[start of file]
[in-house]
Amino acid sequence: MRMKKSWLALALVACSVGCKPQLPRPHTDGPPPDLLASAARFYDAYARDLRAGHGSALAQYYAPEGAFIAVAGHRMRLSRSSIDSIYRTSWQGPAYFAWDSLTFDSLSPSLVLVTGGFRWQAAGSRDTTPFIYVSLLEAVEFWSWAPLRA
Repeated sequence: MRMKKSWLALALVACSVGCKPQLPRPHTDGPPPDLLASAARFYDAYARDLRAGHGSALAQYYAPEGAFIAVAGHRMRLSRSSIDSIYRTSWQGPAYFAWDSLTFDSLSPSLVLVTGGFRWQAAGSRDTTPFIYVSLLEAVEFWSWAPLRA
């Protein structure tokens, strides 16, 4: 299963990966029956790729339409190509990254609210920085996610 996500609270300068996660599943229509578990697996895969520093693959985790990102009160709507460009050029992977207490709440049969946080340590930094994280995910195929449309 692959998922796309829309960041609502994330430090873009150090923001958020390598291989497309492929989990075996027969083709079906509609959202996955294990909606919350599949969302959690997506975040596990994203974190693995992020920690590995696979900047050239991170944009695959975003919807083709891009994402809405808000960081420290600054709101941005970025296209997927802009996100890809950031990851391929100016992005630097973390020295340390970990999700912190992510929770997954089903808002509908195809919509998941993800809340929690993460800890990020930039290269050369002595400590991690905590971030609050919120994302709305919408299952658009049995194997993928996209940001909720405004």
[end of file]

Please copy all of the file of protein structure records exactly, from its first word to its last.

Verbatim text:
[in-house]
Amino acid sequence: MRMKKSWLALALVACSVGCKPQLPRPHTDGPPPDLLASAARFYDAYARDLRAGHGSALAQYYAPEGAFIAVAGHRMRLSRSSIDSIYRTSWQGPAYFAWDSLTFDSLSPSLVLVTGGFRWQAAGSRDTTPFIYVSLLEAVEFWSWAPLRA
Repeated sequence: MRMKKSWLALALVACSVGCKPQLPRPHTDGPPPDLLASAARFYDAYARDLRAGHGSALAQYYAPEGAFIAVAGHRMRLSRSSIDSIYRTSWQGPAYFAWDSLTFDSLSPSLVLVTGGFRWQAAGSRDTTPFIYVSLLEAVEFWSWAPLRA
């Protein structure tokens, strides 16, 4: 299963990966029956790729339409190509990254609210920085996610 996500609270300068996660599943229509578990697996895969520093693959985790990102009160709507460009050029992977207490709440049969946080340590930094994280995910195929449309 692959998922796309829309960041609502994330430090873009150090923001958020390598291989497309492929989990075996027969083709079906509609959202996955294990909606919350599949969302959690997506975040596990994203974190693995992020920690590995696979900047050239991170944009695959975003919807083709891009994402809405808000960081420290600054709101941005970025296209997927802009996100890809950031990851391929100016992005630097973390020295340390970990999700912190992510929770997954089903808002509908195809919509998941993800809340929690993460800890990020930039290269050369002595400590991690905590971030609050919120994302709305919408299952658009049995194997993928996209940001909720405004």